HERITAGE railway bosses have apologised for almost doubling fares for local pensioners following a complaint from a regular traveller.

The Keighley and Worth Valley Railway said rising costs had forced the long-delayed increase in the cut-price fare for Senior Local Resident Railcard holders.

Chairman Matt Stroh said the sharp increase, from £2.75 to £5 for a return ticket, brought the fare in line with other concessionary rates on the Keighley-Oxenhope line.

He said the inflation-busting rise was essential to ensure such users did not pay less than fully-paid-up KWVR members, who also get a concession.

Mr Stroh, one of many volunteers who keep the historic locomotives running, spoke following a complaint from an Oxenhope man who rides almost every week on the trains with his grandchildren.

Stuart Taylor, of West Drive, was angry that the KWVR hiked its fares dramatically after he had renewed his £5-a-year Seniors Railcard.

Mr Taylor and his wife Anne wrote to chairman Mr Straw expressing “deep dismay and disappointment” at the decision.

He said: “As retirees we feel targeted and distributed against. Reliant on pensions, we need to be extra careful how we spend our money.

“We have supported KWVR since moving to Oxenhope in 1982, using the line with friends and family before having our own children.

He said the lack of publicity over the “drastic” price rises was not appropriate for an organisation with charitable status.

He added: “Nor is it acceptable to go against the grain of most other organisations who readily offer concessions to clients and customers who are over 60.”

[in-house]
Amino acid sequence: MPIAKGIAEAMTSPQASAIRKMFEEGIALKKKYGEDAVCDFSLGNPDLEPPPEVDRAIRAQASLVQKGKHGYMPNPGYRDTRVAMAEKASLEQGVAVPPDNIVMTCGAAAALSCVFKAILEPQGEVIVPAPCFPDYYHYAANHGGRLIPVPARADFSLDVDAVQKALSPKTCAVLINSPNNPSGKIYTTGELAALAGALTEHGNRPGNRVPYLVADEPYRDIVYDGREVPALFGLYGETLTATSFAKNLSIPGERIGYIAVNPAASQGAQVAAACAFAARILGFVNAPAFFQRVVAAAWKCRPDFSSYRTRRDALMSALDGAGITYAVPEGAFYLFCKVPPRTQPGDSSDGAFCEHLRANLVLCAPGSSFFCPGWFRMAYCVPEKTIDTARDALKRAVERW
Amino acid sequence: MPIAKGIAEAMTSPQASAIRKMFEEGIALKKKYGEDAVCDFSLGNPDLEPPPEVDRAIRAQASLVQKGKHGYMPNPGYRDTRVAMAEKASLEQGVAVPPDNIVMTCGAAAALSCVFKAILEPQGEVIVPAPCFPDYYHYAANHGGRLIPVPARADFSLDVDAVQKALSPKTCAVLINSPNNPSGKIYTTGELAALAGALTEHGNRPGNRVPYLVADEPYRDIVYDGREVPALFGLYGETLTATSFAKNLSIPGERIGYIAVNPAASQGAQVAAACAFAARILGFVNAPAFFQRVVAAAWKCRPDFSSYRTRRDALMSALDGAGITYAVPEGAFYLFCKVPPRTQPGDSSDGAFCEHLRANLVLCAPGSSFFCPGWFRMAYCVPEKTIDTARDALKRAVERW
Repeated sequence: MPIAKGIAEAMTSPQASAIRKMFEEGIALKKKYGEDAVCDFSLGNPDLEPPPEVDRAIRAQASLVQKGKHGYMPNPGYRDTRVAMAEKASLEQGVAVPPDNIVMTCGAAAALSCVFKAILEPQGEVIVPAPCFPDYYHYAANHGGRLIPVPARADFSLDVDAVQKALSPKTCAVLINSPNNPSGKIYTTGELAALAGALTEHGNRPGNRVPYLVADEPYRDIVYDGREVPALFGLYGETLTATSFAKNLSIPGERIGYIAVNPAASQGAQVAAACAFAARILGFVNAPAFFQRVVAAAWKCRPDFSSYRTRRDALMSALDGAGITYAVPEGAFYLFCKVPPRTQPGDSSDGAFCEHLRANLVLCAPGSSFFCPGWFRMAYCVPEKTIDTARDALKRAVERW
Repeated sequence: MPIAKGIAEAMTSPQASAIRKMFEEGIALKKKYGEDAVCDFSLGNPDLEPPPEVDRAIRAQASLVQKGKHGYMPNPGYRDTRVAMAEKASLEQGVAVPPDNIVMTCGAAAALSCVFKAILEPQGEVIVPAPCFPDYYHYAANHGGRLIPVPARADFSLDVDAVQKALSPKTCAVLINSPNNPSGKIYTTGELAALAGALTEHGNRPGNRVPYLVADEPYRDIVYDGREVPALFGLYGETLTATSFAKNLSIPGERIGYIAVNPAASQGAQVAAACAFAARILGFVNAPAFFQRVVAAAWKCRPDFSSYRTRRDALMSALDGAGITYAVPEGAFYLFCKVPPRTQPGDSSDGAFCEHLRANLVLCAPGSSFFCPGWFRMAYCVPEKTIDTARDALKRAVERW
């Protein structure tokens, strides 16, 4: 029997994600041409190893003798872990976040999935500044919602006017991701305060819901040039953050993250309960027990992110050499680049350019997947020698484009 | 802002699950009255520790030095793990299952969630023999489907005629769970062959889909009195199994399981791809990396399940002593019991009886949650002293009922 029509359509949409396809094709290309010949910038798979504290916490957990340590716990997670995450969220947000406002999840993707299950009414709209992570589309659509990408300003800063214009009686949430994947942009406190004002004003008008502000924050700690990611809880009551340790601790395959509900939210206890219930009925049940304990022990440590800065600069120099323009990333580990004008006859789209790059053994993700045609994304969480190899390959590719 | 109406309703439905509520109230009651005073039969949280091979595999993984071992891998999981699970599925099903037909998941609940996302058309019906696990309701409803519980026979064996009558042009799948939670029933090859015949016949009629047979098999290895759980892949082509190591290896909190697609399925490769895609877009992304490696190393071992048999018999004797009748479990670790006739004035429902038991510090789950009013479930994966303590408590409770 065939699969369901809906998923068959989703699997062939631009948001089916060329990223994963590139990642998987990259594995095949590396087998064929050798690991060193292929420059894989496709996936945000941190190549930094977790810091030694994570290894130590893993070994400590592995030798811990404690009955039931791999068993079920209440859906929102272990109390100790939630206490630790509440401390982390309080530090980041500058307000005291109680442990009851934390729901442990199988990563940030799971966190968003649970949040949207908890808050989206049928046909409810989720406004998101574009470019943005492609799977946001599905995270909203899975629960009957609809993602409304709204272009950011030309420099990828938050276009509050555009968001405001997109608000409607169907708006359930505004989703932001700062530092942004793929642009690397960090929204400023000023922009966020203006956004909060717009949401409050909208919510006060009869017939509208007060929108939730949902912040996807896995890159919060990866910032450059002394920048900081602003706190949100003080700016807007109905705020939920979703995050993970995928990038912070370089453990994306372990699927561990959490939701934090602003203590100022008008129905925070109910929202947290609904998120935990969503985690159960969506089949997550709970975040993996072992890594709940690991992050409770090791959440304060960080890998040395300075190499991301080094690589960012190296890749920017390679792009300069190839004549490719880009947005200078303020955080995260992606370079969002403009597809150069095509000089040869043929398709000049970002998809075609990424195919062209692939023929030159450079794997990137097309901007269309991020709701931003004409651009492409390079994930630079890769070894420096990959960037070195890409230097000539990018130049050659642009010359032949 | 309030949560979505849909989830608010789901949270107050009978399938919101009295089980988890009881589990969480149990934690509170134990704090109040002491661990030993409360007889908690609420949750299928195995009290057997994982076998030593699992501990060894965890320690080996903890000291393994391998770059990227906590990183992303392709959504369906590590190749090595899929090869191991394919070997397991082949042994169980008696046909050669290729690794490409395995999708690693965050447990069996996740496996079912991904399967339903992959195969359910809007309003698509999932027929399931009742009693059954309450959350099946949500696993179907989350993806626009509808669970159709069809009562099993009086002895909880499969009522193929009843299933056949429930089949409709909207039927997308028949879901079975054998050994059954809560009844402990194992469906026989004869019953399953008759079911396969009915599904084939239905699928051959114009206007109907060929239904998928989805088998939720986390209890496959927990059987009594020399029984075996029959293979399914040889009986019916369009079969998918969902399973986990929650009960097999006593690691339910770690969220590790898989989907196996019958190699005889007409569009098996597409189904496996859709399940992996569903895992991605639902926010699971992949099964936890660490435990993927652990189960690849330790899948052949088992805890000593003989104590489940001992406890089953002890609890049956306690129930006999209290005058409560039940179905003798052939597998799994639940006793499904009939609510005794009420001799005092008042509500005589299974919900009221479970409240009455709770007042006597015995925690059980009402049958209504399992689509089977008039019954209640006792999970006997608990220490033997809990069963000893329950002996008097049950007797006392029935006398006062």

KWVR bosses have pointed out that the £5 Senior Local full-line return fare paid by Mr Taylor is less than half the price of a standard adult ticket.

Mr Stroh responded that as a charity the KWVR had a responsibility to “keep the wheels turning” amidst rising costs, including recently the £300,000 bill for restoring one of its first-ever locomotives.

He said: “I’m sorry we had to take this decision to increase fares, but it was important to harmonise the discount to all the seniors, members and non-members.

“Some of our members have contributed to the railway for 50 years either as volunteers or keen supporters. We want to ensure that what they get in return from us represents the contribution they put in.

“We’ve made a difficult decision based on financing the running of the railway. We’ve tried to put off the decision for many years. The local resident discount is still generous.”

Mr Stroh offered to refund Mr Taylor’s Senior Railcard fee if he no longer wanted to travel on the railway.